Thursday, June 3, 2010

Why are red states' workforces more dominated by public workers than blue states?

Here's a chart of state and local public employees as a percentage of the population in each state.

It's not surprising that Washington, DC, as the seat of the federal government, has a lower percentage than any of the 50 states, since we're not counting federal employees.

What is surprising is that the states with the largest such percentages are overwhelmingly Republican-leaning. The 10 states whose workforces are most dominated by state/local public employees have 8 solidly Republican states, with only 1 swing state (New Mexico) and 1 Democratic state (New York, whose percentage is still far from the highest).

The 10 states with the proportionately smallest state/local public workforces are a mixed bag of red, blue, and purple states, including the deep-blue Massachusetts.

Catherine Rampell, the author of that New York Times blog post, crunches the numbers and finds that, indeed, "the more dominated a state is by [state/local] public-sector workers, the less likely that state was to vote for the Democratic presidential candidate."

The state with the highest percentage is Wyoming. You might think this is an anomaly because it has the smallest population; therefore, basic services and infrastructure require a higher percentage of its workers. Similarly, a commenter on the Times post says:

The results are largely explained by geography and demographics. With respect to geography, for example, most state and local employees are employed in the educational sector. States that are not densely populated, such as Wyoming, tend to have a lower teacher-to-student ratio (Wyoming has an average ratio of 1 teacher to 13.1 students and the average national ratio is about 1 to 24 as reported here on Economix). Also, low population states such as Wyoming and Alaska require relatively higher ratio of employee to general population to deal with basic governmental functions (each state has the same number of governors, etc)[.] Econom[ies] of scale play[] a role here.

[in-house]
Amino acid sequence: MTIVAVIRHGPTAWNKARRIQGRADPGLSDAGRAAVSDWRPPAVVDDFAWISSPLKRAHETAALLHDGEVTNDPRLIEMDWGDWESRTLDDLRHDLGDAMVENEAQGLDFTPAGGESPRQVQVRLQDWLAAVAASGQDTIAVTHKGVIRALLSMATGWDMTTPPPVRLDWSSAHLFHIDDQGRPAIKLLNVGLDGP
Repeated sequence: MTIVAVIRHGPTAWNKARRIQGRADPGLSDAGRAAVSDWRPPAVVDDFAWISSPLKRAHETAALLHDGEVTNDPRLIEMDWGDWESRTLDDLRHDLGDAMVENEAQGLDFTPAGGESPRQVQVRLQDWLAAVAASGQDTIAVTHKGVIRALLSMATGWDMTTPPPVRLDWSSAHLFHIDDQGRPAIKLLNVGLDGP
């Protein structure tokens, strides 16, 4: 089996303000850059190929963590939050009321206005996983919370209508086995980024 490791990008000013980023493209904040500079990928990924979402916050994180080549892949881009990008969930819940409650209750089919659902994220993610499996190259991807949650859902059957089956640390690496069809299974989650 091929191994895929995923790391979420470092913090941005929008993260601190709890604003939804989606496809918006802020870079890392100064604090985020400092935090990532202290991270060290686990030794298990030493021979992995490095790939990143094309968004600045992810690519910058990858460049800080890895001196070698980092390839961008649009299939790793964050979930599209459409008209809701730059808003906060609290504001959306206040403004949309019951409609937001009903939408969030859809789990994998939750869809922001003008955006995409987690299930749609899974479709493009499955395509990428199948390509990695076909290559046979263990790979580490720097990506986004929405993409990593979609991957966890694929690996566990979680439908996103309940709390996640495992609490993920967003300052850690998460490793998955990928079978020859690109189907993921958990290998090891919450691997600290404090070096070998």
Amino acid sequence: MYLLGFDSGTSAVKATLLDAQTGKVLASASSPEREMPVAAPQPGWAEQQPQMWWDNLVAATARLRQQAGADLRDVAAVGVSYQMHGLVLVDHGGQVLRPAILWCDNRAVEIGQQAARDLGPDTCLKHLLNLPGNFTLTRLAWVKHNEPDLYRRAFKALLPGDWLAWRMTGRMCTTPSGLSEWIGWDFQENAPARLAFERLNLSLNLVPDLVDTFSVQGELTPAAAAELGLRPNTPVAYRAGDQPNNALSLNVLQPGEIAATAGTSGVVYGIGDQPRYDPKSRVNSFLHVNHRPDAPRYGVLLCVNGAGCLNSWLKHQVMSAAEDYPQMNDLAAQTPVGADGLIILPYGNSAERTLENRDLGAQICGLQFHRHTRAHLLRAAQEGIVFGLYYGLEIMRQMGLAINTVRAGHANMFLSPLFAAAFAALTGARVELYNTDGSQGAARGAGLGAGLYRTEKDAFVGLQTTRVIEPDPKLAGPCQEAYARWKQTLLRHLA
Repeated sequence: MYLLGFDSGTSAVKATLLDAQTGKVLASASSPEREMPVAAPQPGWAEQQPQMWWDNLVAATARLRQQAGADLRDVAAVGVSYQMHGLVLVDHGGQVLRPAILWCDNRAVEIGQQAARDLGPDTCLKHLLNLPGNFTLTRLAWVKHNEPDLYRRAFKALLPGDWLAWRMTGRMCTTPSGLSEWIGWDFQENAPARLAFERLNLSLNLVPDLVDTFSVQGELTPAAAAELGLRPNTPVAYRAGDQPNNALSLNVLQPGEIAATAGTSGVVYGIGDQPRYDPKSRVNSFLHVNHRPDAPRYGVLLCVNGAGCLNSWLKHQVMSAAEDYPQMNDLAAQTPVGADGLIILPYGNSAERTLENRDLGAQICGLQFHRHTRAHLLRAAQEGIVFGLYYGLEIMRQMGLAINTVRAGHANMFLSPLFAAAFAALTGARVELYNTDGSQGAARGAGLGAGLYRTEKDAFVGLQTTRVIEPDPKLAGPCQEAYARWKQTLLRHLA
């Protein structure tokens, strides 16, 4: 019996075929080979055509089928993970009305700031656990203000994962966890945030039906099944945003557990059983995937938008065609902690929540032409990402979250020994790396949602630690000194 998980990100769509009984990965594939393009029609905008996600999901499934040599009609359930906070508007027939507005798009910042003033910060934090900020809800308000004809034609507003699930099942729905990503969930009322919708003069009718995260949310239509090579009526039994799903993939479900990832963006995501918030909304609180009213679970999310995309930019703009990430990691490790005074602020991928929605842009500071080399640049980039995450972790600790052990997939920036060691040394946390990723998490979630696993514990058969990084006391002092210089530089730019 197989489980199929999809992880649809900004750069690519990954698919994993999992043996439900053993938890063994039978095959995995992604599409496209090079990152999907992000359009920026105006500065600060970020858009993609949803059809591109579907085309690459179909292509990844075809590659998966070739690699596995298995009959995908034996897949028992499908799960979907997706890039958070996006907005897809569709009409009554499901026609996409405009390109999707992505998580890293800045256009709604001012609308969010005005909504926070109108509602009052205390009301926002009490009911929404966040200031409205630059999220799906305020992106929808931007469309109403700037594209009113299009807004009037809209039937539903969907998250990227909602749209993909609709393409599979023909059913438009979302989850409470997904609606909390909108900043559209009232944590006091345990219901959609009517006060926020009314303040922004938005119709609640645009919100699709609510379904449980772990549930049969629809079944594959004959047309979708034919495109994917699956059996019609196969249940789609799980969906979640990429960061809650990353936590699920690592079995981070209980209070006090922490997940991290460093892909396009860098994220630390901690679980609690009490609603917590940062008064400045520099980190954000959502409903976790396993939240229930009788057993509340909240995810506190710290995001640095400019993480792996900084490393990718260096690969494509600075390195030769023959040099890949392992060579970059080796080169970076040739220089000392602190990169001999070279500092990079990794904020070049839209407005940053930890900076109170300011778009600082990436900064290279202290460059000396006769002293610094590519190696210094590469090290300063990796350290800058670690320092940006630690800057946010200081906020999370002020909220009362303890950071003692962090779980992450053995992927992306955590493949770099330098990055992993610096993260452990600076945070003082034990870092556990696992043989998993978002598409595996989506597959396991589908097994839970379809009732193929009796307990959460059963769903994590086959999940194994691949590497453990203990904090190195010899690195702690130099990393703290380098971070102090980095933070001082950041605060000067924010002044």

That wouldn't seem to gibe with Rhode Island, which has one of the smallest populations and the 6th-lowest percentage of state/local public workers. But that commenter has an explanation: the states with the highest percentages have a large area, so they need lots of government for things like highway maintenance.

Rampell observes:
[I]t is not such a big contradiction for states to be hostile to candidates perceived to be expanding the size of the federal government, and to still employ lots of workers at the state and local levels.
Maybe we should stop equating "red states" with opposition to "government." They merely tend to be against the federal government having a major role in their lives. And isn't that natural? They have relatively little need for it -- they already enjoy so much help from state and local government.